Official pardons his father’s murderer days after Taliban carries out public execution
A senior Afghan official has pardoned a man sentenced to death for murdering the politician’s father, a court said Sunday, days after Taliban authorities carried out the first public execution since the Islamists seized power.
Taliban supreme leader Hibatullah Akhundzada last month ordered judges to fully enforce aspects of Islamic law including public executions, stonings and floggings, and the amputation of limbs from thieves.
However, Gul Mohammad, deputy governor of the northern province of Jawzjan, forgave the man convicted of killing his father in 1992, Afghanistan’s supreme court said in a statement.
The country’s sharia courts had found Abdul Qayyum guilty of murder and ordered his execution as an “eye for an eye” punishment under the hardline justice system.
But the deputy governor ended the case by forgiving the man.
“The family of the murderer requested me to pardon him. Today, I’m letting go of the qisas (punishment) and I forgive him,” the court statement quoted the official as saying.
The ruling comes days after another man convicted of murder was executed in public — the first time such a punishment has been administered since the Taliban returned to power in August last year.
The execution took place on December 7 in the western province of Farah and was carried out by the victim’s father who shot the condemned man three times with a Kalashnikov rifle.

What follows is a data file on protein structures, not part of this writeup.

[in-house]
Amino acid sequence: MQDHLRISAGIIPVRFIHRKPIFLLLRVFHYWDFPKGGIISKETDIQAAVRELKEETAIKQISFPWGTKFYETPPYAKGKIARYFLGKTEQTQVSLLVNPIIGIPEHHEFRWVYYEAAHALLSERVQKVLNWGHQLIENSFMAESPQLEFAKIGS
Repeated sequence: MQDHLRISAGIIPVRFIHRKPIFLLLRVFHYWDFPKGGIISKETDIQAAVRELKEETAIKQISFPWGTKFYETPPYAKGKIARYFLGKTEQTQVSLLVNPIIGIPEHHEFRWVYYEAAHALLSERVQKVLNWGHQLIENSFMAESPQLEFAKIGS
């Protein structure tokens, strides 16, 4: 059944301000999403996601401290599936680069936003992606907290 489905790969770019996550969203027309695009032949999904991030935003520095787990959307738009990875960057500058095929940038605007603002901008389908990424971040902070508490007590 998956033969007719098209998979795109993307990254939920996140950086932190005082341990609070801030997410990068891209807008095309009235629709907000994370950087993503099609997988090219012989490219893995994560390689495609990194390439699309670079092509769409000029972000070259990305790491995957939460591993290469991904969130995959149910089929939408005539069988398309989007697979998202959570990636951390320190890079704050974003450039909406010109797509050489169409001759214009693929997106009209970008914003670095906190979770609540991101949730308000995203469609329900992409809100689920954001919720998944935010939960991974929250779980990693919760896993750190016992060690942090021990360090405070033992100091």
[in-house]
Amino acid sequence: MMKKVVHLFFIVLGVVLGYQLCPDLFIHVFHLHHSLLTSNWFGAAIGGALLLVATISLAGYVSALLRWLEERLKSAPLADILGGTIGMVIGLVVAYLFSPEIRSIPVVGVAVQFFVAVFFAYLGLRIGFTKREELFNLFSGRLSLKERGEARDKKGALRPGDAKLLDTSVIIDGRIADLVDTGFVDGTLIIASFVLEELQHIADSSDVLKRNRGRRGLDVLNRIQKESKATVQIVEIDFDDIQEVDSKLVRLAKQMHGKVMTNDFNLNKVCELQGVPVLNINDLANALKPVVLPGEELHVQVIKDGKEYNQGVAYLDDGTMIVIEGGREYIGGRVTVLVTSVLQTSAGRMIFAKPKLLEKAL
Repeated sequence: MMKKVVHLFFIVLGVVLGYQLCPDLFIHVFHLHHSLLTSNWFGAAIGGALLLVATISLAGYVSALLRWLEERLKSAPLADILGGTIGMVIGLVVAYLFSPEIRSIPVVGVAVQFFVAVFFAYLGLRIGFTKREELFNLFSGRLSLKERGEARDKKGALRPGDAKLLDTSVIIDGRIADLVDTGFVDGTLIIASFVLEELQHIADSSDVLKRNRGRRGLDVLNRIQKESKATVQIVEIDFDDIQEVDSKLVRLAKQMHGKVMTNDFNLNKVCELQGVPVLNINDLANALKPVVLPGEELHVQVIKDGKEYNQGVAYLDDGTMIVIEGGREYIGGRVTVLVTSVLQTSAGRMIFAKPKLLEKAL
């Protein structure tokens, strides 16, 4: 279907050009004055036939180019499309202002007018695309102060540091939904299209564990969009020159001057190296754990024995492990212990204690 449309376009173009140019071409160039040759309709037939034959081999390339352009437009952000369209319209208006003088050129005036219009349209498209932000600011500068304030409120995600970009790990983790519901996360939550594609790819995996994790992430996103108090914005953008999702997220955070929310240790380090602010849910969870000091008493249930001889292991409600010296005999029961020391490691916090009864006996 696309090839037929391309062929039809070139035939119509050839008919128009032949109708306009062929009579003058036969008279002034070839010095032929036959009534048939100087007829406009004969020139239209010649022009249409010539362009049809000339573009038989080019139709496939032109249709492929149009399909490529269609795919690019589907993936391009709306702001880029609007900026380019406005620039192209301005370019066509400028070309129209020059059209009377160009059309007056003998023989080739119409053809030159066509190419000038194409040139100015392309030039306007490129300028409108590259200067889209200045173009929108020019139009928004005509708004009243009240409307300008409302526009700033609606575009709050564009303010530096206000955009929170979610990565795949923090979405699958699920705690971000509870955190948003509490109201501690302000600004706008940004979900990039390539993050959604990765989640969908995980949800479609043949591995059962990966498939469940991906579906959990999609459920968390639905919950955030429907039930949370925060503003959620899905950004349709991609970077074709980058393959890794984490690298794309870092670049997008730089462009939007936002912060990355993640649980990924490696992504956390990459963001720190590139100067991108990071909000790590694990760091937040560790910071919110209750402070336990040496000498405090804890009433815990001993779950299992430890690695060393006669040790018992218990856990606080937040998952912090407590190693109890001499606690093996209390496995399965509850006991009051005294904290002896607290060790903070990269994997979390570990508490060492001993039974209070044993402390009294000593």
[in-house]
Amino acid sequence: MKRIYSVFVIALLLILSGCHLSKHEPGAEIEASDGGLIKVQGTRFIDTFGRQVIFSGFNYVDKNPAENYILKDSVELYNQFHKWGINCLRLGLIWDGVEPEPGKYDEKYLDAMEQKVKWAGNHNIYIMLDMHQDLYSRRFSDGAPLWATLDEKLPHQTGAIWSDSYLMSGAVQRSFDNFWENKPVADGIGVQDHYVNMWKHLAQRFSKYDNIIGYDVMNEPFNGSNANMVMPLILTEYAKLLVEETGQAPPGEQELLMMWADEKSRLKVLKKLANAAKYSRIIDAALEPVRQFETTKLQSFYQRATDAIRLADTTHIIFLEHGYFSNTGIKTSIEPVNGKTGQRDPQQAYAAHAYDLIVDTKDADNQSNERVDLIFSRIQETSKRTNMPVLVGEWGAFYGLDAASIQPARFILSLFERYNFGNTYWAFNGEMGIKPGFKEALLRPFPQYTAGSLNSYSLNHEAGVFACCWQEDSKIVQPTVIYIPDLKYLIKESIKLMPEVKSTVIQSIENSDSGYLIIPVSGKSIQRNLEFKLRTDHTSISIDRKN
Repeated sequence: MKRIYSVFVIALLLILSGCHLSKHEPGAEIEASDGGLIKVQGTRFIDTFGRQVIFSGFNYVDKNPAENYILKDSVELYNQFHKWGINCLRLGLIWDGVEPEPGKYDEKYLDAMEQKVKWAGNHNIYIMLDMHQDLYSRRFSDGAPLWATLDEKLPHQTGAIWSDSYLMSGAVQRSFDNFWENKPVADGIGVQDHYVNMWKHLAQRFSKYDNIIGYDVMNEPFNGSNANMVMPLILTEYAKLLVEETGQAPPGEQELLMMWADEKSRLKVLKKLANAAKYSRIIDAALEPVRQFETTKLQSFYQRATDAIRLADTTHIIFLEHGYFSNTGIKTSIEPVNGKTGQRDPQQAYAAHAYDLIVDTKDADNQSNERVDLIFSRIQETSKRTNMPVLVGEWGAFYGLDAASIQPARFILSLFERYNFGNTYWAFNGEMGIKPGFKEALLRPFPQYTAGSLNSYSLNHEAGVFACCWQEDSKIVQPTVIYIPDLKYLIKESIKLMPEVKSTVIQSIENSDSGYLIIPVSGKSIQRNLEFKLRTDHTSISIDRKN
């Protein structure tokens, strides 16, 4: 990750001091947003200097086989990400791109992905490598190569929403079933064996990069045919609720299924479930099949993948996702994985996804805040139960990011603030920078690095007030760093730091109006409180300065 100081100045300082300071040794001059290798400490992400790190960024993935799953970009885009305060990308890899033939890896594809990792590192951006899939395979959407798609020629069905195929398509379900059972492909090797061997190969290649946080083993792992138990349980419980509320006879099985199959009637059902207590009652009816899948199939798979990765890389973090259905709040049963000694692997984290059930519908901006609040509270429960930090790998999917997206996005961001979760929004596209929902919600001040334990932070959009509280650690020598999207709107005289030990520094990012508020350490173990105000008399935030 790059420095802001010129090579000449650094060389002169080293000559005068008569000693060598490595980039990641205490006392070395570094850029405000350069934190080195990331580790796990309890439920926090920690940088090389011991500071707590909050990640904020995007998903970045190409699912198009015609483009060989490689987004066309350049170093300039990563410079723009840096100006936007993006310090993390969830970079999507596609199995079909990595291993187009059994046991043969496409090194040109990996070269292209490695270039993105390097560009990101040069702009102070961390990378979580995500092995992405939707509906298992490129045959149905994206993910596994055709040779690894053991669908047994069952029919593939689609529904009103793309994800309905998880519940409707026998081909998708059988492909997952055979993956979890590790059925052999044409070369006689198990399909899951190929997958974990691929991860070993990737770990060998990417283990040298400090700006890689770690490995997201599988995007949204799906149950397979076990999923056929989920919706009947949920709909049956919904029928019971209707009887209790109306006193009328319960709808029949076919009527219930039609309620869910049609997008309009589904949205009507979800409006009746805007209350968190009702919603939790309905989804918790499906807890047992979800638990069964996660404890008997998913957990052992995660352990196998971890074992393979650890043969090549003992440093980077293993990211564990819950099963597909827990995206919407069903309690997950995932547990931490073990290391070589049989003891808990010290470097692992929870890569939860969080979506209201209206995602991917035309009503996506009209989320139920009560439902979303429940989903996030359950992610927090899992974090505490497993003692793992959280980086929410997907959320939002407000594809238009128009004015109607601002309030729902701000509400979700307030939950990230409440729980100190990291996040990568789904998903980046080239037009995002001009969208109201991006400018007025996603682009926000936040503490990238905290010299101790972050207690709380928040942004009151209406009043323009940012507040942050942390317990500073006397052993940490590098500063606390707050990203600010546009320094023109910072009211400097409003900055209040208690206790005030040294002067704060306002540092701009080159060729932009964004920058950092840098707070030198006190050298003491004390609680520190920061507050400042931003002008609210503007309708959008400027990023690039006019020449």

The offender had been found guilty of murdering another man and stealing his motorcycle and phone.
Wahid Shah, a local shopkeeper who attended the execution, told CBS News’ Sami Yousafzai in a telephone interview that “it was terrifying” and he “left quickly and could not bear to see more.”
“We are not against Islamic justice,” Shah said, but he accused the Taliban of carrying out extrajudicial killings of “innocent Afghans” outside of the country’s Islamic judiciary process.
Another Afghan who was there, a man who asked to be identified as Haji Ahmad, said that as a Muslim, he “believes in such persecution and punishments,” but added that there should be a full judicial process “before execution.”
“The Taliban are killers and killers can’t implement Shariah law,” he said.
But a third witness told CBS News that the kind of justice meted out on Wednesday by Afghanistan’s Taliban rulers “will stop bloodshed and lawlessness in the society full of weapons.”
Supreme leader Akhundzada, who has not been filmed or photographed in public since the Taliban returned to power, rules by decree from Kandahar, the movement’s birthplace and spiritual heartland.
The Taliban regularly carried out punishments in public during their first period of rule that ended in late 2001, including floggings and executions at the national stadium in the capital, and Afghans were encouraged to attend.
They promised a softer regime when they seized power again last year but have since introduced increasingly severe restrictions on the lives of Afghans.
Women in particular have been incrementally squeezed out of public life.
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